The graph above illustrates the estimated cumulative net benefits per-participant for the first fifty years beyond the initial investment in the program. We present these cash flows in non-discounted dollars to simplify the “break-even” point from a budgeting perspective. If the dollars are negative (bars below $0 line), the cumulative benefits do not outweigh the cost of the program up to that point in time. The program breaks even when the dollars reach $0. At this point, the total benefits to participants, taxpayers, and others, are equal to the cost of the program. If the dollars are above $0, the benefits of the program exceed the initial investment.

^WSIPP’s benefit-cost model does not monetize this outcome.

Meta-analysis is a statistical method to combine the results from separate studies on a program, policy, or topic in order to estimate its effect on an outcome. WSIPP systematically evaluates all credible evaluations we can locate on each topic. The outcomes measured are the types of program impacts that were measured in the research literature (for example, crime or educational attainment). Treatment N represents the total number of individuals or units in the treatment group across the included studies.

An effect size (ES) is a standard metric that summarizes the degree to which a program or policy affects a measured outcome. If the effect size is positive, the outcome increases. If the effect size is negative, the outcome decreases.

Adjusted effect sizes are used to calculate the benefits from our benefit cost model. WSIPP may adjust effect sizes based on methodological characteristics of the study. For example, we may adjust effect sizes when a study has a weak research design or when the program developer is involved in the research. The magnitude of these adjustments varies depending on the topic area.

WSIPP may also adjust the second ES measurement. Research shows the magnitude of some effect sizes decrease over time. For those effect sizes, we estimate outcome-based adjustments which we apply between the first time ES is estimated and the second time ES is estimated. We also report the unadjusted effect size to show the effect sizes before any adjustments have been made. More details about these adjustments can be found in our Technical Documentation.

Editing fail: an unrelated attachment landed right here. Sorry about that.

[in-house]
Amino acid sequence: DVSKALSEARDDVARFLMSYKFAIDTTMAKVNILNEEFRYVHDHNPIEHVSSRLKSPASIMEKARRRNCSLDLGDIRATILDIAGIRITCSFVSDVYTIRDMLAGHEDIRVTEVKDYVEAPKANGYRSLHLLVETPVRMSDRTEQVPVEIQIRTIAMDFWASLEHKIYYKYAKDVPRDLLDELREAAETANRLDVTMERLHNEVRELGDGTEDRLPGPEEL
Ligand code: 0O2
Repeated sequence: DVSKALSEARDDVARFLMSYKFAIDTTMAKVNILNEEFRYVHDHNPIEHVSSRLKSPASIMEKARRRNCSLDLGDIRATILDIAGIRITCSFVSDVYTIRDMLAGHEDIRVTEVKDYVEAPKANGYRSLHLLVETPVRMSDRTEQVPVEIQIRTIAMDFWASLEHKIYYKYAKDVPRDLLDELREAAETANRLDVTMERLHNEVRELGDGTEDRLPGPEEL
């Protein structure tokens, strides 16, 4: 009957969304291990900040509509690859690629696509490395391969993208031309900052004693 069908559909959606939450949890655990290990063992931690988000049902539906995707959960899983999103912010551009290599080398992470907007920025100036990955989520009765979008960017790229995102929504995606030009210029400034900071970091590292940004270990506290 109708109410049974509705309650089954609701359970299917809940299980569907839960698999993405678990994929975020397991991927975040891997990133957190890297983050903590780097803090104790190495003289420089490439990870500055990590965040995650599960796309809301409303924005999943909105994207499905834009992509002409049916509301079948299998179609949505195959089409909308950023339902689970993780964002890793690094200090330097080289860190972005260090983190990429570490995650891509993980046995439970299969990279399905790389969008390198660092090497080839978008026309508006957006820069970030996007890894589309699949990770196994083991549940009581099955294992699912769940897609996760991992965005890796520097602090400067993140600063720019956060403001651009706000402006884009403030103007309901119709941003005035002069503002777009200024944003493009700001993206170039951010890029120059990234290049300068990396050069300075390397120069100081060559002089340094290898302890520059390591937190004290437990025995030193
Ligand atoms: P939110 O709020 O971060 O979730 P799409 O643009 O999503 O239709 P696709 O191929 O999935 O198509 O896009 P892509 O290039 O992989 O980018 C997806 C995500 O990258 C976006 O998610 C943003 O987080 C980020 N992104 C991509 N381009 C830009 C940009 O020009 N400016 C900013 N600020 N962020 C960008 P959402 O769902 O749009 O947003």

Meta-Analysis of Program Effects
Outcomes measured No. of effect sizes Treatment N Adjusted effect sizes (ES) and standard errors (SE) used in the benefit-cost analysis Unadjusted effect size (random effects model)
First time ES is estimated Second time ES is estimated
ES SE Age ES SE Age ES p-value
Crime 1 1163 0.013 0.065 12 0.013 0.065 22 0.013 0.838
Grade point average^ 4 1478 -0.004 0.037 12 n/a n/a n/a -0.001 0.976
High school graduation 1 66 0.262 0.265 18 0.262 0.265 18 0.689 0.029
Office discipline referrals^ 1 16 -0.360 0.356 12 n/a n/a n/a -0.948 0.011
School attendance^ 3 1240 0.055 0.040 12 n/a n/a n/a 0.064 0.113
Test scores 1 1163 -0.034 0.050 12 -0.026 0.055 17 -0.034 0.501

Citations Used in the Meta-Analysis

Bernstein, L., Rappaport, C.D., Olsho, L., Hunt, D., & Levin, M. (2009). Impact evaluation of the US Department of Education's Student Mentoring Program. Final report. NCEE 2009-4047. National Center for Education Evaluation and Regional Assistance.

Converse, N., & Lignugaris-Kraft, B. (2008). Evaluation of a school-based mentoring program for at-risk middle school youth. Remedial and Special Education, 30(1), 33-46.

DeSocio, J., VanCura, M., Nelson, L.A., Hewitt, G., Kitzman, H., & Cole, R. (2007). Engaging truant adolescents: Results from a multifaceted intervention pilot. Preventing School Failure, 51(3), 3-9.

Flaherty, B.P. (1985). An experiment in mentoring for high school students assigned to basic courses. Dissertation Abstracts International, 46(02), 352A.

Karcher, M.J. (2008). The study of mentoring in the learning environment (SMILE): A randomized evaluation of the effectiveness of school-based mentoring. Prevention Science, 9(2), 99-113.

For more information on the methods
used please see our Technical Documentation.
360.664.9800
institute@wsipp.wa.gov